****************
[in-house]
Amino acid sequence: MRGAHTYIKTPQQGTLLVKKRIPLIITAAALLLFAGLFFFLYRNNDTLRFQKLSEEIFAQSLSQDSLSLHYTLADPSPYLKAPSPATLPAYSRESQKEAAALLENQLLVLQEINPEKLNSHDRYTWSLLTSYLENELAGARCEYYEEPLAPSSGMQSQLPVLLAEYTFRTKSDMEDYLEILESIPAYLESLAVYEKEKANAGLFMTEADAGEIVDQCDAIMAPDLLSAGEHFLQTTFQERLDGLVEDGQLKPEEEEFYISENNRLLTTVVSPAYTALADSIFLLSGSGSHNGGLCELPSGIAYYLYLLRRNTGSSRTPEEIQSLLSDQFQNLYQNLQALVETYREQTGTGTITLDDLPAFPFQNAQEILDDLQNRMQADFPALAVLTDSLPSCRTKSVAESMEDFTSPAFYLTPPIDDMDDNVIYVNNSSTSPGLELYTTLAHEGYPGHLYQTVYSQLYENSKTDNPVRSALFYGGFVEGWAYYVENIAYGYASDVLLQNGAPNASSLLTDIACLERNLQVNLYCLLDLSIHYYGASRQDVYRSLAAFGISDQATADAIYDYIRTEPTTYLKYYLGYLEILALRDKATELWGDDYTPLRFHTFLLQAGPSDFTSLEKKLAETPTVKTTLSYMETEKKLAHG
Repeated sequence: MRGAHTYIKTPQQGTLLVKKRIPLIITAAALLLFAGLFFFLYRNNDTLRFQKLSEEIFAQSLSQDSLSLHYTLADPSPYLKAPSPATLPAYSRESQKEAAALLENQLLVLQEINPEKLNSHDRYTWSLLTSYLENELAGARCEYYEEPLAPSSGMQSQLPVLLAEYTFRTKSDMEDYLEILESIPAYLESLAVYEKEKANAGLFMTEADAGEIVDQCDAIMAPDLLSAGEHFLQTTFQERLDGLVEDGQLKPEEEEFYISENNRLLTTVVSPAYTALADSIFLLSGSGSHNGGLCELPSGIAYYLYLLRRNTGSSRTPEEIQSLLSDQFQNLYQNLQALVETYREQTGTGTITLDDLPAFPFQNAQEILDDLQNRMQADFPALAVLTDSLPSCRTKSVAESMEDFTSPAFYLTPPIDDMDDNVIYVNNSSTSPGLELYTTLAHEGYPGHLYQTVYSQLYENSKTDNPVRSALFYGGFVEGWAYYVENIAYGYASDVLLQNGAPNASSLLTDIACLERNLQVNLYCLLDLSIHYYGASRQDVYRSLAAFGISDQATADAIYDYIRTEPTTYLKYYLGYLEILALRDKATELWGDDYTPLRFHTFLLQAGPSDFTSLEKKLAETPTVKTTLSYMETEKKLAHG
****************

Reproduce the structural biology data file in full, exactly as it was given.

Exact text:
[in-house]
Amino acid sequence: MRGAHTYIKTPQQGTLLVKKRIPLIITAAALLLFAGLFFFLYRNNDTLRFQKLSEEIFAQSLSQDSLSLHYTLADPSPYLKAPSPATLPAYSRESQKEAAALLENQLLVLQEINPEKLNSHDRYTWSLLTSYLENELAGARCEYYEEPLAPSSGMQSQLPVLLAEYTFRTKSDMEDYLEILESIPAYLESLAVYEKEKANAGLFMTEADAGEIVDQCDAIMAPDLLSAGEHFLQTTFQERLDGLVEDGQLKPEEEEFYISENNRLLTTVVSPAYTALADSIFLLSGSGSHNGGLCELPSGIAYYLYLLRRNTGSSRTPEEIQSLLSDQFQNLYQNLQALVETYREQTGTGTITLDDLPAFPFQNAQEILDDLQNRMQADFPALAVLTDSLPSCRTKSVAESMEDFTSPAFYLTPPIDDMDDNVIYVNNSSTSPGLELYTTLAHEGYPGHLYQTVYSQLYENSKTDNPVRSALFYGGFVEGWAYYVENIAYGYASDVLLQNGAPNASSLLTDIACLERNLQVNLYCLLDLSIHYYGASRQDVYRSLAAFGISDQATADAIYDYIRTEPTTYLKYYLGYLEILALRDKATELWGDDYTPLRFHTFLLQAGPSDFTSLEKKLAETPTVKTTLSYMETEKKLAHG
Repeated sequence: MRGAHTYIKTPQQGTLLVKKRIPLIITAAALLLFAGLFFFLYRNNDTLRFQKLSEEIFAQSLSQDSLSLHYTLADPSPYLKAPSPATLPAYSRESQKEAAALLENQLLVLQEINPEKLNSHDRYTWSLLTSYLENELAGARCEYYEEPLAPSSGMQSQLPVLLAEYTFRTKSDMEDYLEILESIPAYLESLAVYEKEKANAGLFMTEADAGEIVDQCDAIMAPDLLSAGEHFLQTTFQERLDGLVEDGQLKPEEEEFYISENNRLLTTVVSPAYTALADSIFLLSGSGSHNGGLCELPSGIAYYLYLLRRNTGSSRTPEEIQSLLSDQFQNLYQNLQALVETYREQTGTGTITLDDLPAFPFQNAQEILDDLQNRMQADFPALAVLTDSLPSCRTKSVAESMEDFTSPAFYLTPPIDDMDDNVIYVNNSSTSPGLELYTTLAHEGYPGHLYQTVYSQLYENSKTDNPVRSALFYGGFVEGWAYYVENIAYGYASDVLLQNGAPNASSLLTDIACLERNLQVNLYCLLDLSIHYYGASRQDVYRSLAAFGISDQATADAIYDYIRTEPTTYLKYYLGYLEILALRDKATELWGDDYTPLRFHTFLLQAGPSDFTSLEKKLAETPTVKTTLSYMETEKKLAHG